Hansard from Senate 23 August 2012
(New South Wales) (14:21): I direct my question to the Minister for Foreign Affairs, Senator Bob Carr. Is the minister aware that, during the Howard government's Pacific solution, former Labor shadow minister for international development assistance Bob McMullan heavily criticised the then government for spending $27 million in aid money on detention centres on Nauru and Manus Island? Does the minister agree that spending aid money on offshore processing is inappropriate and distorts the aid budget away from the key objectives of poverty alleviation and achieving the Millennium Development Goals?
Senator BOB CARR
(New South Wales-Minister for Foreign Affairs) (14:21): The guide for the government on the appropriate use of aid money is the OECD. The OECD work on this lays down guidelines about what areas of expenditure assisting asylum seekers would be appropriately funded from an aid budget, and the government will adhere to the OECD guidelines. It could well be that there are areas of support for asylum seekers where, according to the international tests, that is considered appropriate and other areas where it would not be appropriate. We will be absolutely transparent about this and, as the government's plans develop, I look forward to sharing with the Senate any expenditure of Australian aid money on any aspects related to the government's solution.
Bear in mind that the report of the Expert Panel on Asylum Seekers vindicates the government's approach to the whole aspect of seeking offshore processing that is humane, in that it provides a disincentive to the work of people smugglers, and that is efficient in wrecking the business model for people smugglers and providing a disincentive for people to risk their lives on the high seas. That expert panel report in fact vindicates the government's approach, including the Malaysian arrangement, and is the basis of the government also proceeding to expedite the establishment of processing centres on Manus Island and Nauru. The Prime Minister said this and addressed these concerns when she spoke on Tuesday, 14 August. I might mention that reconnaissance teams have completed visits to Nauru and Manus Island. As recently as last week, they provided advice on logistics and other administrative and organisational issues. Senior officials- (Time expired)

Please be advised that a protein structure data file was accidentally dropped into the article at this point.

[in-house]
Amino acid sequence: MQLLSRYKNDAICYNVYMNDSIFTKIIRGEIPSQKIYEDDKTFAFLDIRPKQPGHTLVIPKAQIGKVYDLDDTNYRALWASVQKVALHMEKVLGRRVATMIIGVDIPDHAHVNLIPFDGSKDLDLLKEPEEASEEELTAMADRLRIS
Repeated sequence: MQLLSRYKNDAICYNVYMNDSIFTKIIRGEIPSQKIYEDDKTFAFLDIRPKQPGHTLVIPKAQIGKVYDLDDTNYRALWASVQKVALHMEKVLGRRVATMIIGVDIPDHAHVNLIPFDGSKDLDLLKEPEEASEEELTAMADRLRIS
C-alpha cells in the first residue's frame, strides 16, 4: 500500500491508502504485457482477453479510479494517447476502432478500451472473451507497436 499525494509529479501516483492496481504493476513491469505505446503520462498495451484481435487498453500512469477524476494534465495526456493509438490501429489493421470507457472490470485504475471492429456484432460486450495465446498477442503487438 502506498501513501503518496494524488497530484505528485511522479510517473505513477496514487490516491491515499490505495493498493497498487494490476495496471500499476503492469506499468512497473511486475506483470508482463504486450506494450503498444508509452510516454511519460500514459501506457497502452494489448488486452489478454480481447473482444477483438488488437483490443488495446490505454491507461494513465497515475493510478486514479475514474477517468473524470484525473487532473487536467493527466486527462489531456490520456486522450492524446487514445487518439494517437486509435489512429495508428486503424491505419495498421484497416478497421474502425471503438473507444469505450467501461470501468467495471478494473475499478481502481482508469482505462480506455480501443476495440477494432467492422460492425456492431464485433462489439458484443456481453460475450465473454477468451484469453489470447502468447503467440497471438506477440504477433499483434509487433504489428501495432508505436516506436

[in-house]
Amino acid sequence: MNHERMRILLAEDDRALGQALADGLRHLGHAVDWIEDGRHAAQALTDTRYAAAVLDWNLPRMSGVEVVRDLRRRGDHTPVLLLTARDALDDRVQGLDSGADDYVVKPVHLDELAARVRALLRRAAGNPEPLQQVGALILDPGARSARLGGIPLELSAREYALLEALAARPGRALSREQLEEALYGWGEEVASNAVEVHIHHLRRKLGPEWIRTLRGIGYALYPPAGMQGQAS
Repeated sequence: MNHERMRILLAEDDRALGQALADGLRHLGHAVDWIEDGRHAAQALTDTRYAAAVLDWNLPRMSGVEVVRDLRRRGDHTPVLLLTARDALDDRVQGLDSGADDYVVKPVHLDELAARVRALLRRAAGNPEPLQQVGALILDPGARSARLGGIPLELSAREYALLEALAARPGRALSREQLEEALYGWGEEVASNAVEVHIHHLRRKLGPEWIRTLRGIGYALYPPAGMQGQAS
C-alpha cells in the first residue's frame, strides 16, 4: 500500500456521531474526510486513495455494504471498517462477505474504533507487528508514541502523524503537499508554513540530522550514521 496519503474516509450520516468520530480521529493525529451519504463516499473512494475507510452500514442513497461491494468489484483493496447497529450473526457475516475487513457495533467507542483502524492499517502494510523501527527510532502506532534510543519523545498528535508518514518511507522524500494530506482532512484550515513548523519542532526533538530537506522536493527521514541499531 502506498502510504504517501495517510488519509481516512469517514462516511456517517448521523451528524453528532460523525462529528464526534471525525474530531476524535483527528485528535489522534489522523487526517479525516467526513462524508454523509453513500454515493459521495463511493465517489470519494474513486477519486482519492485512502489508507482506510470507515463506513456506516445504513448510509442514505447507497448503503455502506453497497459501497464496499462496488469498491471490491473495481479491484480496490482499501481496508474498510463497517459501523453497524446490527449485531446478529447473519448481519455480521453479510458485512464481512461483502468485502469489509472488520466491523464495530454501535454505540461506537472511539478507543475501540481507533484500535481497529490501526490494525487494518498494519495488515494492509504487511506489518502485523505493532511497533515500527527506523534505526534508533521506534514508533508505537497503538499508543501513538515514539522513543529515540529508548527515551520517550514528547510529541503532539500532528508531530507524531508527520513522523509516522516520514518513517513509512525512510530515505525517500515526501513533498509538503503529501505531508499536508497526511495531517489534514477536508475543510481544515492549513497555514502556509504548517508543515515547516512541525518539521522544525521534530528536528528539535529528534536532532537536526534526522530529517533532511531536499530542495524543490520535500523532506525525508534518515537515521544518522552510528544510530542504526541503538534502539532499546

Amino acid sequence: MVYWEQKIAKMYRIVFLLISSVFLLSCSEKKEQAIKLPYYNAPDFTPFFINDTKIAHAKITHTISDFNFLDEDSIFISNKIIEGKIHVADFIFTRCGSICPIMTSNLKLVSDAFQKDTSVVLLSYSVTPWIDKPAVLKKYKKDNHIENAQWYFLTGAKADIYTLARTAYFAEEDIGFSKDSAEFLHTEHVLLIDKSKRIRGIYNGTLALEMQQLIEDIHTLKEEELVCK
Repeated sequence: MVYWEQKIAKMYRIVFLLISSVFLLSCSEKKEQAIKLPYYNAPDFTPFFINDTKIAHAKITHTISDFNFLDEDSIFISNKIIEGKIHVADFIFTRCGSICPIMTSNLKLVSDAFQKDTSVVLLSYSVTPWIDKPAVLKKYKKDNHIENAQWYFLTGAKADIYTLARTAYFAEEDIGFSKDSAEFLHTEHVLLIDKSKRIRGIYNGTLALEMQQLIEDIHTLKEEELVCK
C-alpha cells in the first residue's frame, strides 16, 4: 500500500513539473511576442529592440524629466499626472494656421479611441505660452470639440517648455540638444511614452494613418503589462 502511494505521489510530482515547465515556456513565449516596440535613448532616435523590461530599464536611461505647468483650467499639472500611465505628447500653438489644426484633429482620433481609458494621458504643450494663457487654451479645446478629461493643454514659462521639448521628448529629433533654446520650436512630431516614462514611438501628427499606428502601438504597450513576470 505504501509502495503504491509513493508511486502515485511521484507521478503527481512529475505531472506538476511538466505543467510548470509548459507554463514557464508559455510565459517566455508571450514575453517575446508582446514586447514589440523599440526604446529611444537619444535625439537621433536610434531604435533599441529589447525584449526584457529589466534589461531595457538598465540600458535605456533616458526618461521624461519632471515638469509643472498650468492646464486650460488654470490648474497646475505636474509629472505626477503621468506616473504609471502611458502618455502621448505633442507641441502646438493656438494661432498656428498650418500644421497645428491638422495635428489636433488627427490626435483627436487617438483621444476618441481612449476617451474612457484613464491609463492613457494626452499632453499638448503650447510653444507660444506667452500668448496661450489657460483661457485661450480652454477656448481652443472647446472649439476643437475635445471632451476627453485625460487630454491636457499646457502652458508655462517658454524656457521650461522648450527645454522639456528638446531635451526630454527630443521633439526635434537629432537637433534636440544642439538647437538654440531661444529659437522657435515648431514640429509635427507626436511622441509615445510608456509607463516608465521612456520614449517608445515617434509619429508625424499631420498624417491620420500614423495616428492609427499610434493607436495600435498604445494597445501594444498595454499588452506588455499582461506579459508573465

(New South Wales) (14:23): Mr President, I ask a supplementary question. Under the OECD guidelines, Minister, what aspects of the work on the detention centres on Nauru and Manus Island can be undertaken? Are they construction, staffing or implementation? Could you provide information on how that money can be spent; and, if the money is spent on the detention centres, will you publicly reveal the figures at the time the money is committed rather than waiting until the 2013-14 budget?
Senator BOB CARR
(New South Wales-Minister for Foreign Affairs) (14:24): These are legitimate questions, and I can give the senator an assurance that I will share with her and the rest of the Senate the government contribution from the aid budget to anything related to this package of measures to achieve a more satisfactory resolution of the whole issue of people-smuggling and asylum-seeking-of irregular maritime arrivals. We will be guided by the OECD guidelines. We are consulting the OECD at the present time
I would just underline the fact that work on this is still proceeding. The consultations by our task forces with the government of Nauru have a way to run. Senior officials are undertaking discussions this week with Foreign Minister Keke on the details of a memorandum of understanding. Officials will be working as quickly as possible to conclude negotiations and agree- (Time expired)